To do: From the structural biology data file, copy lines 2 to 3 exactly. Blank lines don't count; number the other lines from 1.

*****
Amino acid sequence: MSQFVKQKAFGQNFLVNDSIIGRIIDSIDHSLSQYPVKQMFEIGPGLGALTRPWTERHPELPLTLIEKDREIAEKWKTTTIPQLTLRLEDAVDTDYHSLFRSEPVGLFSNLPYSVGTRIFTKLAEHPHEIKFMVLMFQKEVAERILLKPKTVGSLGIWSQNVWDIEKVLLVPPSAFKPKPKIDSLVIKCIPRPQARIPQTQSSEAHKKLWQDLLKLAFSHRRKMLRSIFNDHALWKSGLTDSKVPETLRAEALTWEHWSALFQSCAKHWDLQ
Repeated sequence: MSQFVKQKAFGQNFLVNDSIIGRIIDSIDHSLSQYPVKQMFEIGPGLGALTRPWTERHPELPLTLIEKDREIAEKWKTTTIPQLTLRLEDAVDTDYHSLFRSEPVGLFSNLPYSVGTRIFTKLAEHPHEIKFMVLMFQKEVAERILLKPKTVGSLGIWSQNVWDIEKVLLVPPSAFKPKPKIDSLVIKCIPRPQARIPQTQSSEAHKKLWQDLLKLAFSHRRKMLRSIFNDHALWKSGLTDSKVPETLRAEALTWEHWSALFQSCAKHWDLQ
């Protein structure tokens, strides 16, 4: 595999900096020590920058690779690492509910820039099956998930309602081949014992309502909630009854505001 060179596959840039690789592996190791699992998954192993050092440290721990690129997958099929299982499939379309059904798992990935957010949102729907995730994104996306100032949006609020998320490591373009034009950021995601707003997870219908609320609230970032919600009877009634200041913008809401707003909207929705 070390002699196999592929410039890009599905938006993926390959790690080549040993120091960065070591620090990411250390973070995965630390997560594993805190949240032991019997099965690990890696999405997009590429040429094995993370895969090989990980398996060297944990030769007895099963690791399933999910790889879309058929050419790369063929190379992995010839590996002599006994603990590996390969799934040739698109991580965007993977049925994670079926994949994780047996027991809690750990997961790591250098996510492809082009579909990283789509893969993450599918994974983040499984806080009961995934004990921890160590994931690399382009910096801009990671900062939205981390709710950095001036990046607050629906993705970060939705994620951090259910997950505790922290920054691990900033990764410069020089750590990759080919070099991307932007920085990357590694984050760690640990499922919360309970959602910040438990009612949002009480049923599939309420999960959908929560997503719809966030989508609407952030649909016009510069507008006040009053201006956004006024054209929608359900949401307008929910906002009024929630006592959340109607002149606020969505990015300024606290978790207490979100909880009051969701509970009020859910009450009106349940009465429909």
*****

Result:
Repeated sequence: MSQFVKQKAFGQNFLVNDSIIGRIIDSIDHSLSQYPVKQMFEIGPGLGALTRPWTERHPELPLTLIEKDREIAEKWKTTTIPQLTLRLEDAVDTDYHSLFRSEPVGLFSNLPYSVGTRIFTKLAEHPHEIKFMVLMFQKEVAERILLKPKTVGSLGIWSQNVWDIEKVLLVPPSAFKPKPKIDSLVIKCIPRPQARIPQTQSSEAHKKLWQDLLKLAFSHRRKMLRSIFNDHALWKSGLTDSKVPETLRAEALTWEHWSALFQSCAKHWDLQ
């Protein structure tokens, strides 16, 4: 595999900096020590920058690779690492509910820039099956998930309602081949014992309502909630009854505001 060179596959840039690789592996190791699992998954192993050092440290721990690129997958099929299982499939379309059904798992990935957010949102729907995730994104996306100032949006609020998320490591373009034009950021995601707003997870219908609320609230970032919600009877009634200041913008809401707003909207929705 070390002699196999592929410039890009599905938006993926390959790690080549040993120091960065070591620090990411250390973070995965630390997560594993805190949240032991019997099965690990890696999405997009590429040429094995993370895969090989990980398996060297944990030769007895099963690791399933999910790889879309058929050419790369063929190379992995010839590996002599006994603990590996390969799934040739698109991580965007993977049925994670079926994949994780047996027991809690750990997961790591250098996510492809082009579909990283789509893969993450599918994974983040499984806080009961995934004990921890160590994931690399382009910096801009990671900062939205981390709710950095001036990046607050629906993705970060939705994620951090259910997950505790922290920054691990900033990764410069020089750590990759080919070099991307932007920085990357590694984050760690640990499922919360309970959602910040438990009612949002009480049923599939309420999960959908929560997503719809966030989508609407952030649909016009510069507008006040009053201006956004006024054209929608359900949401307008929910906002009024929630006592959340109607002149606020969505990015300024606290978790207490979100909880009051969701509970009020859910009450009106349940009465429909």